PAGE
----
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Eternal Beauty


Writer/director Craig Roberts is still in his 20s, but his genuine talent for cinematic storytelling is evident throughout “Eternal Beauty.” Already awarded a Best Actor Cymru (Welsh) BAFTA (for “Submarine“), he knows how to bring together a brilliant cast. He also has a lot of ideas, some of which are more successfully translated to the screen than others. When the narrative voice falters here, the imaginative visual themes and the complex, layered performances hold our interest. 

The always-dazzling Sally Hawkins, who has played Roberts’ mother twice on screen, has the lead role as Jane, a woman who struggles with schizophrenia and with the other parts of life everyone struggles with: love, family, purpose. Hawkins’ performances start with her physical presence, and here we learn a lot about Jane from her posture, her walk, the tilt of her head, here under a pouf of straw-like blonde hair. We first see her walking, as the camera follows her trudging through a council estate (welfare housing) toward a bus stop. Even with her oversize coat, we can see the hunch of her shoulders and almost feel her steps plod on the sidewalk. 

She walks past a ringing phone. Or, more accurately, Jane hears a phone ring. It is fire-engine red, like other phones we will see in the film, including one in Jane’s apartment, and one she uses in a flashback to plead with the man who left her at the altar. Does this one stop on its own or did she will it to stop? She seems to think it is the latter, as she whispers, “Thank you.” 

Is that call in the past a flashback, a more subjective memory, maybe both? We see Jane (her younger self played by Morfydd Clark) in a wedding gown, hanging a deep blue dress in the closet before she and her family leave for the wedding, her sisters in mini-skirted lighter blue bridesmaid’s dresses. The groom is not at the church. 

Back in the present, Jane meets with her doctor, who scolds her for answering “fine” when he asks how she is doing. He wants the answer to be “better.” He wants her to be “in her oils” (a British expression meaning in her element, amidst what means the most to her). He wants her to be like the picture on the wall of a person at the beach, enjoying the water lapping against the sand. He decides to adjust her medication.

Follow the colors through the movie, especially strong, primary blue and red, and see how they come in and out as Jane’s medication is adjusted and as she encounters with other people. Jane’s clothes and furniture are mostly muted shades. On the bright red phone in her apartment, the only calls she gets are from a man who says he loves her. Like much else in the film, he may not be any more real than the spiders she says she sees in her walls. Roberts and cinematographer Kit Fraser use color and reflections (in mirrors, in glass, in a diamond ring) as a leitmotif to bing us inside Jane’s shifting connection to objective reality.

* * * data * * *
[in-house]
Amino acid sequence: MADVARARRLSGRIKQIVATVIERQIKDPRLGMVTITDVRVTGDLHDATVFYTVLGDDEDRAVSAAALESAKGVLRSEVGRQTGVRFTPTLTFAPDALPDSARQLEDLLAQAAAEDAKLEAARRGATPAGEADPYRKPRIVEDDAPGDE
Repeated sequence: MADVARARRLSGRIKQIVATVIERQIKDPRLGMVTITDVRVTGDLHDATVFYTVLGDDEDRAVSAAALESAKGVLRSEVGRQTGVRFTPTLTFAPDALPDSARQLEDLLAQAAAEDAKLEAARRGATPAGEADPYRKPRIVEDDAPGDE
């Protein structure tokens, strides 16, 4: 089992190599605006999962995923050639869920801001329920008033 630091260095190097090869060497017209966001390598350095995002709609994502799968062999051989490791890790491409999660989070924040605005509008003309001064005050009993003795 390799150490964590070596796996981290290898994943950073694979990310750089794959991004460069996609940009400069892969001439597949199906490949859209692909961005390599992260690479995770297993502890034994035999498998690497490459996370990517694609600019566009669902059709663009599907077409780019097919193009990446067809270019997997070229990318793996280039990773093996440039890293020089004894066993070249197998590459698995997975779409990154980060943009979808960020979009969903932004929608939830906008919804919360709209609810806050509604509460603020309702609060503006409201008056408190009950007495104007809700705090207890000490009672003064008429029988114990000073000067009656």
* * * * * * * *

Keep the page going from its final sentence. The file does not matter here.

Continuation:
In a waiting room for a doctor’s appointment she meets, or re-meets Mike (David Thewlis), an aspiring musician in a red coat. He invites her to hear him perform. There is a suitably off-kilter falling-in-love (or falling in something) montage. His struggles with reality present as high spirits in contrast with what clinicians might call Jane’s flat affect. He is exuberant by comparison. And impulsive. 

Stories about people with mental illness too often tend to romanticize them with an “all fools but the fool” notion that neurological “normies” are less realistic than those we call crazy. The weakest part of “Eternal Beauty” is when it veers in that direction as Jane, despite her uncertain grip on reality, makes very direct, unfiltered, observations that turn out to be more astute than those of the people around her. And the flashbacks to the trauma of her abandonment by her fiancé and her awful mother uncomfortably suggest that, contrary to current medical consensus, schizophrenia is caused by external factors instead of a combination of neurological and other conditions.

Hawkins and Thewlis show sensitivity and compassion toward their damaged characters. Some of the other roles are more thinly conceived, but Penelope Wilton gives some depth to Jane’s selfish mother, whose only reaction to seeing her daughter left at the altar is to shriek about her own embarrassment.

The muddled story-telling, a reflection of Jane’s perception of the world, may frustrate some viewers. But those who can appreciate it as pointillist rather than linear will be able to appreciate fully Roberts’ control of mood and the exceptional depth of the performances. 

Now available on digital platforms



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